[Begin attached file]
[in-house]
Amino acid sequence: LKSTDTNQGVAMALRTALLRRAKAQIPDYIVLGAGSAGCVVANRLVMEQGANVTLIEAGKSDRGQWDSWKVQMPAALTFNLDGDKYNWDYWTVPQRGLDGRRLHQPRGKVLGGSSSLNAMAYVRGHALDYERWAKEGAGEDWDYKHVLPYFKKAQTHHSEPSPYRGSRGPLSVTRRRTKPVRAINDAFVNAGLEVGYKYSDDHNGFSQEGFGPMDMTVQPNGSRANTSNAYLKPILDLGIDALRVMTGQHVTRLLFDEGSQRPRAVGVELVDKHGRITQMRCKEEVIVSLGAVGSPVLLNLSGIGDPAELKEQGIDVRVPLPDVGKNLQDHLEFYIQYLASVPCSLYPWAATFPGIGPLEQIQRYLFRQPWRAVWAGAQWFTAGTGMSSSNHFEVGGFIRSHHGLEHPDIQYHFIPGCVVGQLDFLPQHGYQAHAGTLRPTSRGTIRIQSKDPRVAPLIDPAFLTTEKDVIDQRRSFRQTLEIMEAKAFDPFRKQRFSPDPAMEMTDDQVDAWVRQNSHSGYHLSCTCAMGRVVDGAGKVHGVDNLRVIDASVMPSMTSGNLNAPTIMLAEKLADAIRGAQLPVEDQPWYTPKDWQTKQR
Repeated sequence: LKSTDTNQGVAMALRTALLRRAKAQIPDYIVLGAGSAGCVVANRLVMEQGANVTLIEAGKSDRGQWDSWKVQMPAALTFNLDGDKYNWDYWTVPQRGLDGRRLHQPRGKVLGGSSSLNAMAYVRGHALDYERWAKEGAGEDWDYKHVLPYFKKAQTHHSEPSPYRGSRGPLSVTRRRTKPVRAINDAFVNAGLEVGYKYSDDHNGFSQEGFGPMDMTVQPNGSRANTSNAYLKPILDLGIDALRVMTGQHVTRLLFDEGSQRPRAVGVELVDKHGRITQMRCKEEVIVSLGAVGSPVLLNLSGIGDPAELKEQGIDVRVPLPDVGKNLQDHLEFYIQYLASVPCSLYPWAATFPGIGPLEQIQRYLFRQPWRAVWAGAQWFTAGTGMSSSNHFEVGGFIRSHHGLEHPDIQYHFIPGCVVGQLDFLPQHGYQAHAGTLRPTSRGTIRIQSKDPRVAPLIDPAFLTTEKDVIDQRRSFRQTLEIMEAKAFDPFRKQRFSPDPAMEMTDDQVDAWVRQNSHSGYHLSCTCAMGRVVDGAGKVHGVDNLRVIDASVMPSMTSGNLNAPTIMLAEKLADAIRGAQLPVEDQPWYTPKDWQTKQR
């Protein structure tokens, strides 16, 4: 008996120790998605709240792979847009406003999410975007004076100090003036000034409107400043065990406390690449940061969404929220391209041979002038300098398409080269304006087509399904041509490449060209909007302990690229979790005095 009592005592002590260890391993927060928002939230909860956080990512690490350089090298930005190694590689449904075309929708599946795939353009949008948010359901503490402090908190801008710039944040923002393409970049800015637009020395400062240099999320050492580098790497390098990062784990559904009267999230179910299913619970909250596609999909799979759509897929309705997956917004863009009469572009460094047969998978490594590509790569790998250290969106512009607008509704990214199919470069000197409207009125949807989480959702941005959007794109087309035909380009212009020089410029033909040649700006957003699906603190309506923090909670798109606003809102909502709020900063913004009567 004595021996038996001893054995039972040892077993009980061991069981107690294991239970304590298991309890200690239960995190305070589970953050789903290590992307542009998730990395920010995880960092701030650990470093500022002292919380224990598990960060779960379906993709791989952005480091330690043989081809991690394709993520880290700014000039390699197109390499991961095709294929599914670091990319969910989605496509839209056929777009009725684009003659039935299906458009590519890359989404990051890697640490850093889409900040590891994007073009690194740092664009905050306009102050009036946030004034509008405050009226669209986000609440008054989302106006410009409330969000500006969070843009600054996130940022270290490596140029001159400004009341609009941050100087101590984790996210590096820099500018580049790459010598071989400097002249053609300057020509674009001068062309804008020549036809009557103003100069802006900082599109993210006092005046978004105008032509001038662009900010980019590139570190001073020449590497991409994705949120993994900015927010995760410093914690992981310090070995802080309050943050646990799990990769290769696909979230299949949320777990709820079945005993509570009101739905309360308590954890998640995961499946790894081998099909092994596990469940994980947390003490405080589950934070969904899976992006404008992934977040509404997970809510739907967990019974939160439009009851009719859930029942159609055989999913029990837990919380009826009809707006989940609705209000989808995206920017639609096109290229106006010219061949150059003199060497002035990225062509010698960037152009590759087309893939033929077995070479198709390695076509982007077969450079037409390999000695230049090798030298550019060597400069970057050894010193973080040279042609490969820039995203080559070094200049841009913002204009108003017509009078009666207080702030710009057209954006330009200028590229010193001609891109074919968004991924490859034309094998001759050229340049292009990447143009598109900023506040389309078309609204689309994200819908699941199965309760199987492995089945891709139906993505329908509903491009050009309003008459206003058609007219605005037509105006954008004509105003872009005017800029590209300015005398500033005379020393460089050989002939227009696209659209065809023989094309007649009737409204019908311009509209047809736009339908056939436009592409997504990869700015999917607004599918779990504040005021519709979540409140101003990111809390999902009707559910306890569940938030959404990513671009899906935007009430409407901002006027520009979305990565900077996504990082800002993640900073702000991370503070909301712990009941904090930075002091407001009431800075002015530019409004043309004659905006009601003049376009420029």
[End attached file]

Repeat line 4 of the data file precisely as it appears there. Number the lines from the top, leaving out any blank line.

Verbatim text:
């Protein structure tokens, strides 16, 4: 008996120790998605709240792979847009406003999410975007004076100090003036000034409107400043065990406390690449940061969404929220391209041979002038300098398409080269304006087509399904041509490449060209909007302990690229979790005095 009592005592002590260890391993927060928002939230909860956080990512690490350089090298930005190694590689449904075309929708599946795939353009949008948010359901503490402090908190801008710039944040923002393409970049800015637009020395400062240099999320050492580098790497390098990062784990559904009267999230179910299913619970909250596609999909799979759509897929309705997956917004863009009469572009460094047969998978490594590509790569790998250290969106512009607008509704990214199919470069000197409207009125949807989480959702941005959007794109087309035909380009212009020089410029033909040649700006957003699906603190309506923090909670798109606003809102909502709020900063913004009567 004595021996038996001893054995039972040892077993009980061991069981107690294991239970304590298991309890200690239960995190305070589970953050789903290590992307542009998730990395920010995880960092701030650990470093500022002292919380224990598990960060779960379906993709791989952005480091330690043989081809991690394709993520880290700014000039390699197109390499991961095709294929599914670091990319969910989605496509839209056929777009009725684009003659039935299906458009590519890359989404990051890697640490850093889409900040590891994007073009690194740092664009905050306009102050009036946030004034509008405050009226669209986000609440008054989302106006410009409330969000500006969070843009600054996130940022270290490596140029001159400004009341609009941050100087101590984790996210590096820099500018580049790459010598071989400097002249053609300057020509674009001068062309804008020549036809009557103003100069802006900082599109993210006092005046978004105008032509001038662009900010980019590139570190001073020449590497991409994705949120993994900015927010995760410093914690992981310090070995802080309050943050646990799990990769290769696909979230299949949320777990709820079945005993509570009101739905309360308590954890998640995961499946790894081998099909092994596990469940994980947390003490405080589950934070969904899976992006404008992934977040509404997970809510739907967990019974939160439009009851009719859930029942159609055989999913029990837990919380009826009809707006989940609705209000989808995206920017639609096109290229106006010219061949150059003199060497002035990225062509010698960037152009590759087309893939033929077995070479198709390695076509982007077969450079037409390999000695230049090798030298550019060597400069970057050894010193973080040279042609490969820039995203080559070094200049841009913002204009108003017509009078009666207080702030710009057209954006330009200028590229010193001609891109074919968004991924490859034309094998001759050229340049292009990447143009598109900023506040389309078309609204689309994200819908699941199965309760199987492995089945891709139906993505329908509903491009050009309003008459206003058609007219605005037509105006954008004509105003872009005017800029590209300015005398500033005379020393460089050989002939227009696209659209065809023989094309007649009737409204019908311009509209047809736009339908056939436009592409997504990869700015999917607004599918779990504040005021519709979540409140101003990111809390999902009707559910306890569940938030959404990513671009899906935007009430409407901002006027520009979305990565900077996504990082800002993640900073702000991370503070909301712990009941904090930075002091407001009431800075002015530019409004043309004659905006009601003049376009420029």